In 2017, 3GPP announced the initial delivery of Release 15, a standalone 5G standard. This was considered a major step for the mobile industry, but it only scratched the surface of 5G opportunities. Release 15 allowed 3GPP partners to work toward new releases of the 5G standard and enrich the mobile ecosystem with innovation in devices, services and business models. Release 16, scheduled for completion in 2020, covers a mix of new features including vehicle-to-everything (V2X) services, 5G satellite access, local area network support, and wireless and wireline convergence. “More 5G system enhancements are set to follow in Release 17, scheduled for delivery in 2021.”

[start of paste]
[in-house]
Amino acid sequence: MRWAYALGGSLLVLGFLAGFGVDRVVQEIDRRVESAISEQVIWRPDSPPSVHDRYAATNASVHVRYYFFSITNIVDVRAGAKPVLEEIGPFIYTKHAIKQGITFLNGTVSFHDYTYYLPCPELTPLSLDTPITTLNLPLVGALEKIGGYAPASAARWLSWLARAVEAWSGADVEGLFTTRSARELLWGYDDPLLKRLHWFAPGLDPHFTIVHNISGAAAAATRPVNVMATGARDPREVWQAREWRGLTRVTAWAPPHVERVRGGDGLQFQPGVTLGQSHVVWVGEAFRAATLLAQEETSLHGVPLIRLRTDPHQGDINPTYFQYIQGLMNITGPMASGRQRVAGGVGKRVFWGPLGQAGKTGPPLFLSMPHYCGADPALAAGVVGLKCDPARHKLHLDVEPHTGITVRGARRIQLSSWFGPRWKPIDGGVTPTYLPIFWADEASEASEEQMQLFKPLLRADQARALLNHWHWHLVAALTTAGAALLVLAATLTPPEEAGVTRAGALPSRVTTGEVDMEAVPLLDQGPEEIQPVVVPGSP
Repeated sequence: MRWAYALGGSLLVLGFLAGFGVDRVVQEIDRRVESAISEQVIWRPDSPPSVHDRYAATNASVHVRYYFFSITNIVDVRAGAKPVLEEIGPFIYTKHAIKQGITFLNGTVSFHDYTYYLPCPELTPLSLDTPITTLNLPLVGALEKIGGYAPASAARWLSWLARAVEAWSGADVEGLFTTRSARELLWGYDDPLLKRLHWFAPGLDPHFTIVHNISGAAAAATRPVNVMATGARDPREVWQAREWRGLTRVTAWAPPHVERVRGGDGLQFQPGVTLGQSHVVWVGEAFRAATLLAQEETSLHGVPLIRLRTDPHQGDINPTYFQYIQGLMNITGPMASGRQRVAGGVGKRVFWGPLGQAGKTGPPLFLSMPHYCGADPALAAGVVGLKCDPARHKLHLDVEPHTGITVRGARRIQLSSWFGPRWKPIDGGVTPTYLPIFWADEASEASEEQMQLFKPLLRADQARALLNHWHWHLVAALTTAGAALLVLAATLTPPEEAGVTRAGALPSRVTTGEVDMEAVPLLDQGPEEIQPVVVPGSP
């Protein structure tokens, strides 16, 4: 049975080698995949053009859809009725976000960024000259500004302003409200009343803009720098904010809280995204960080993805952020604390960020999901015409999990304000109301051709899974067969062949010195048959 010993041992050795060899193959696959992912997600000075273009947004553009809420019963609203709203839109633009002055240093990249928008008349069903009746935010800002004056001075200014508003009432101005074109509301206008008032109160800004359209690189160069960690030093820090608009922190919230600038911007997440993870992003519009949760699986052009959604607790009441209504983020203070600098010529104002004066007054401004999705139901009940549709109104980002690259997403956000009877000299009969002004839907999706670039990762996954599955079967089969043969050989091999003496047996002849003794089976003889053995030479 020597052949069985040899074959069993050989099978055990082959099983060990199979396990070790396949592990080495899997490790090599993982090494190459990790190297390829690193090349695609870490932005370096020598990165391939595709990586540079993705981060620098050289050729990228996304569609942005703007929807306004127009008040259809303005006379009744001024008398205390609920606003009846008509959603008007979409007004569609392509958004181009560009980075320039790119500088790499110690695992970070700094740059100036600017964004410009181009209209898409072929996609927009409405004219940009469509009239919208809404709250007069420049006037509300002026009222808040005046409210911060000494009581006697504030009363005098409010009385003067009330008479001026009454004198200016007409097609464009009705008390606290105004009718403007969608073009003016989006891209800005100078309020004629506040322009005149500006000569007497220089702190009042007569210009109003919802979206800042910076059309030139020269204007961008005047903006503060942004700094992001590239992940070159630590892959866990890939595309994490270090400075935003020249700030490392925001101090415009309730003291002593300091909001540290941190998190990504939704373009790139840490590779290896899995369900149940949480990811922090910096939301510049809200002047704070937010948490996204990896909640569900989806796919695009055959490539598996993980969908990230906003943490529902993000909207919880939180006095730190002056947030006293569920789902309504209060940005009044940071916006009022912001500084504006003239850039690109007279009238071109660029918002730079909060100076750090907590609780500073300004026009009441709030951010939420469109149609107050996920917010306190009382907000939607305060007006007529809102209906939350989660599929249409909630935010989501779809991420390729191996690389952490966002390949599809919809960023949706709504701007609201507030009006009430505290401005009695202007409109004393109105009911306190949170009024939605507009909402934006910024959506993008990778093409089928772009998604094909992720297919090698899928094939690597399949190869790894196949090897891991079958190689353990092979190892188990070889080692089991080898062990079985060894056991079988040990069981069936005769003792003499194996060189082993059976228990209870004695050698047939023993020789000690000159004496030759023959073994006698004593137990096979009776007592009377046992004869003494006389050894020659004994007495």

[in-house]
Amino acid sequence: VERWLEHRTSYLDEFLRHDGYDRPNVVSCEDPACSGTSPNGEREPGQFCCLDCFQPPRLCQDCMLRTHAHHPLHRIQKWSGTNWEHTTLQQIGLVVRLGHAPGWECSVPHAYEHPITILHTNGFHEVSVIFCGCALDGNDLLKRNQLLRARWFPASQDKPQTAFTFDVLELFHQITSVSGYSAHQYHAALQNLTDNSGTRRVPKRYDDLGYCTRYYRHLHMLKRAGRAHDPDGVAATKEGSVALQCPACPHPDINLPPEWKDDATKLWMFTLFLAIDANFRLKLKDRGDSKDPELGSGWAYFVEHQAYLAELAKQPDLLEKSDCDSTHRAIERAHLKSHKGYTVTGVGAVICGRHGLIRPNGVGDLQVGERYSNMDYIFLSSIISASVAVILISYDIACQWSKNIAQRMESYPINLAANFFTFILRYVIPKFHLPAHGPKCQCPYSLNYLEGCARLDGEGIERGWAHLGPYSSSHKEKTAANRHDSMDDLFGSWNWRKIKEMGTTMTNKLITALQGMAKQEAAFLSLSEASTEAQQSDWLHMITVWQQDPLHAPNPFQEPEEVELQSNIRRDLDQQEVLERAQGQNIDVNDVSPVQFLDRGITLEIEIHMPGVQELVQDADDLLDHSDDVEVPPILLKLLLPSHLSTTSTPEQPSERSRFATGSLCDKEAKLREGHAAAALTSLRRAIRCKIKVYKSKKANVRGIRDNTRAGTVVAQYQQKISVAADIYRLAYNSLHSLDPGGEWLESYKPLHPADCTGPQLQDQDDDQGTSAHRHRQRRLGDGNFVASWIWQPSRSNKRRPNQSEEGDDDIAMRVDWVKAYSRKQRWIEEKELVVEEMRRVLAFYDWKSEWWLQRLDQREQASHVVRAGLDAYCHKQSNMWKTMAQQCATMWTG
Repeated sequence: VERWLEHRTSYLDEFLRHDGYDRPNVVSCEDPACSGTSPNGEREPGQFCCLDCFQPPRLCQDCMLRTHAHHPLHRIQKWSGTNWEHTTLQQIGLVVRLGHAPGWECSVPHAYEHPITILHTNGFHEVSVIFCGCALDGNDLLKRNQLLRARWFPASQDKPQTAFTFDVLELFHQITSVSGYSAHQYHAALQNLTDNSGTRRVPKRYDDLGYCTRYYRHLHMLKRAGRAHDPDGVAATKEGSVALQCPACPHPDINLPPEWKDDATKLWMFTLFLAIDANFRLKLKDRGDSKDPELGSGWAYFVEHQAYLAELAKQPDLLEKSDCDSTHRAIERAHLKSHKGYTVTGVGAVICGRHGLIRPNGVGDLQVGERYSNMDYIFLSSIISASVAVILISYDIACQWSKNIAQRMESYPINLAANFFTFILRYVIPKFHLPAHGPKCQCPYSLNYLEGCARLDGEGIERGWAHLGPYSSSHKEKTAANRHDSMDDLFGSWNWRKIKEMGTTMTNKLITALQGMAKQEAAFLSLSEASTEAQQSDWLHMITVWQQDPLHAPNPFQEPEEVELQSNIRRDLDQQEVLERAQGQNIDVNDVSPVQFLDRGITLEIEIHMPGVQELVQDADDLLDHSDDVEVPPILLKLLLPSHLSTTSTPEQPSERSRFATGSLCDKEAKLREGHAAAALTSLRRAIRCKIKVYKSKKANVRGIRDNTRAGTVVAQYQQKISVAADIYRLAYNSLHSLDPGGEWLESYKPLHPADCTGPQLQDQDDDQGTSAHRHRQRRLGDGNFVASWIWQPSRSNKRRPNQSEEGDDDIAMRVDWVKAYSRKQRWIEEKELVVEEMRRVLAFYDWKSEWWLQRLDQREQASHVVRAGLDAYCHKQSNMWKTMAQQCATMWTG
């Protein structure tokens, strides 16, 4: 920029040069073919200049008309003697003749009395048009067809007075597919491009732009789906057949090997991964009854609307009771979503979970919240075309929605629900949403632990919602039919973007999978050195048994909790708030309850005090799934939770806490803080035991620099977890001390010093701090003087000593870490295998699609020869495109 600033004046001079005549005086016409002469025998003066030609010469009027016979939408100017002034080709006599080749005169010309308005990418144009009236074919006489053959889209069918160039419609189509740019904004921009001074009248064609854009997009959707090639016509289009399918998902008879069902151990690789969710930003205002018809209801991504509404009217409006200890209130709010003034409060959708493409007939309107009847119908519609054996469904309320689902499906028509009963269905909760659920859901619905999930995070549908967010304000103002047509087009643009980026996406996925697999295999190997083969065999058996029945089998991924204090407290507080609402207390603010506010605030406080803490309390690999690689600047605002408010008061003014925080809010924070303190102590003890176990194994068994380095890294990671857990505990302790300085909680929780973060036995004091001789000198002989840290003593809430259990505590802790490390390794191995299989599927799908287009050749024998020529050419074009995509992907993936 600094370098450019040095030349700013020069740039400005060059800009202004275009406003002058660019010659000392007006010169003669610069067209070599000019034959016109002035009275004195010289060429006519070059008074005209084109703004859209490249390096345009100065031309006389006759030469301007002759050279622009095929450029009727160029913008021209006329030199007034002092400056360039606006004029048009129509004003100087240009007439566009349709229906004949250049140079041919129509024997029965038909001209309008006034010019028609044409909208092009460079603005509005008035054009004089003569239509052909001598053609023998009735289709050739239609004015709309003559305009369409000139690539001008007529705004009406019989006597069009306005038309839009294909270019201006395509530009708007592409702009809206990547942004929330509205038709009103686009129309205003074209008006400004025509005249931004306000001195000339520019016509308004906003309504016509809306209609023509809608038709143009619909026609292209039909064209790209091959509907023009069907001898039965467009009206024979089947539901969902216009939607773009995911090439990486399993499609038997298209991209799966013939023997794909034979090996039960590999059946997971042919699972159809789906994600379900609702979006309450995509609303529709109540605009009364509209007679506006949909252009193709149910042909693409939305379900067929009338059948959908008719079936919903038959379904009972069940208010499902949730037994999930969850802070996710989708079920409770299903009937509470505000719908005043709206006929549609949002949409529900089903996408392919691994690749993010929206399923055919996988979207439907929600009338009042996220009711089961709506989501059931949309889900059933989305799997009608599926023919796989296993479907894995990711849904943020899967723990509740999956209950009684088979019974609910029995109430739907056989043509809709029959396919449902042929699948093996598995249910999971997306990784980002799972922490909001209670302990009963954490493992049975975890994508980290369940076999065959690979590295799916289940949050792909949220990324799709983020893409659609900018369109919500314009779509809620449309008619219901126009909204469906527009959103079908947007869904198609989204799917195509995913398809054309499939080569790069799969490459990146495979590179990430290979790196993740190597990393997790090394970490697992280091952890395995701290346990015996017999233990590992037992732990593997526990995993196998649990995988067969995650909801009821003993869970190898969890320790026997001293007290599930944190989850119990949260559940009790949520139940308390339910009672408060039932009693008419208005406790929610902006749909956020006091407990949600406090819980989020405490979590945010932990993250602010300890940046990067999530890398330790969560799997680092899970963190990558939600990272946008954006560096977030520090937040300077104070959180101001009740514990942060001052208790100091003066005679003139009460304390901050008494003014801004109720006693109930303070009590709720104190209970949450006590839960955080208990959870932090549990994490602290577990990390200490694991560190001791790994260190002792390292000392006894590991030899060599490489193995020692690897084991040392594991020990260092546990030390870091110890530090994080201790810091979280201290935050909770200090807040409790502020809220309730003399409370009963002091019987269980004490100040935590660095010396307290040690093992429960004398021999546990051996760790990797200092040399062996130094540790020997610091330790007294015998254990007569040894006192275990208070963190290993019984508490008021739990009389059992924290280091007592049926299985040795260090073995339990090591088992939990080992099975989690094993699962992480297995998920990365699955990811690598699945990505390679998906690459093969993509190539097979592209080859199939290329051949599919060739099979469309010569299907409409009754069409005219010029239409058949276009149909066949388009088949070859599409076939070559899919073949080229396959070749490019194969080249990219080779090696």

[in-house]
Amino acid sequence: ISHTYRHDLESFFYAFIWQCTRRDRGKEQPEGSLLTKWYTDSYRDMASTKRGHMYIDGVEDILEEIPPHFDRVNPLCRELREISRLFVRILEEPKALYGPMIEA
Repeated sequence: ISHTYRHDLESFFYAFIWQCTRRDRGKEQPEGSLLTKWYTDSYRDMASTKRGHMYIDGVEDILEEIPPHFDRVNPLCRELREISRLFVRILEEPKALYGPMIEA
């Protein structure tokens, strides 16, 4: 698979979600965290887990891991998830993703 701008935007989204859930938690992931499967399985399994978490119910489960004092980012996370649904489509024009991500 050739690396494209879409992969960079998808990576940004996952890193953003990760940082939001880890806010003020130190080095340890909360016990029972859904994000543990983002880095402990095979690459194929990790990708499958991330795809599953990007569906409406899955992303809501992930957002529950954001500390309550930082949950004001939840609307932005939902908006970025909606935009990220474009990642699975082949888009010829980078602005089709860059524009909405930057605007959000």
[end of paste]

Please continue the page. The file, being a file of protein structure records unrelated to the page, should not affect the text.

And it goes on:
Should mobile standards evolution be managed through a process dominated by high-tech companies, national governments and supranational organizations? Or should urban planners engage with standards-making experts to ensure smart city requirements are addressed in the standards process?
At the 3GPP meeting in Spain, Adrian Scrase, CTO, European Telecommunications Standards Institute (ETSI) and Head of the 3GPP Mobile Competence Center said: “In the standards community, we need to understand smart city requirements, but we have a communications gap with chief technology officers in cities. By closing this gap, we can clarify how 3GPP and 5G standards affect smart city opportunities, especially in regard to IoT, smart grid and connected vehicle communications.”
Visions of a 5G-Enabled Future
Babak Beheshti, Dean of Engineering and Computer Science at the New York Institute of Technology, says “5G is an enabling technology for IoT, and as smart cities essentially rely on IoT to function, 5G and smart cities are inextricably linked. As such, 5G will play a critical role in allowing information gathered through sensors to be transmitted in real time.”